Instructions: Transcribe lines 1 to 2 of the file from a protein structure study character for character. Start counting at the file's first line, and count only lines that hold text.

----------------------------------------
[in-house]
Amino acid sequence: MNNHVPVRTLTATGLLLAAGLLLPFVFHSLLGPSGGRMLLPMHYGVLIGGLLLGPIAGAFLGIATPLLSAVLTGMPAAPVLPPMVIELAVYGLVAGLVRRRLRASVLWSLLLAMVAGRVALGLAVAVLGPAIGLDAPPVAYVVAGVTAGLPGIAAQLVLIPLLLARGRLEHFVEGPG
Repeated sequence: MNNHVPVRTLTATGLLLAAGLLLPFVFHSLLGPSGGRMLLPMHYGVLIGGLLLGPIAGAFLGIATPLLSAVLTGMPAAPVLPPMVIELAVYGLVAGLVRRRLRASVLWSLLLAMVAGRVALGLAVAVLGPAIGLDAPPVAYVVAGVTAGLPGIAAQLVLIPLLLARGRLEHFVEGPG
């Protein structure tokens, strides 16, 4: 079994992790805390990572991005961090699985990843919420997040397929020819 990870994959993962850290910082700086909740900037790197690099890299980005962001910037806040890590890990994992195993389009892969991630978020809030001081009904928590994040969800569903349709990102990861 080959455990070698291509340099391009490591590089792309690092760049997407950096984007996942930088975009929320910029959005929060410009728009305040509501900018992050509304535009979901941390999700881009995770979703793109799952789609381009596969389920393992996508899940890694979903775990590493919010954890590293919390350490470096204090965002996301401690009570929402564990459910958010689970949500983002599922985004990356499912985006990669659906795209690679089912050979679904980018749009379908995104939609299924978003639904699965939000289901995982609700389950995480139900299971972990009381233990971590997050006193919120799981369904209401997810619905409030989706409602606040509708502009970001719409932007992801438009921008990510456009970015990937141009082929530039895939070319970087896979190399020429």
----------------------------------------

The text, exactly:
[in-house]
Amino acid sequence: MNNHVPVRTLTATGLLLAAGLLLPFVFHSLLGPSGGRMLLPMHYGVLIGGLLLGPIAGAFLGIATPLLSAVLTGMPAAPVLPPMVIELAVYGLVAGLVRRRLRASVLWSLLLAMVAGRVALGLAVAVLGPAIGLDAPPVAYVVAGVTAGLPGIAAQLVLIPLLLARGRLEHFVEGPG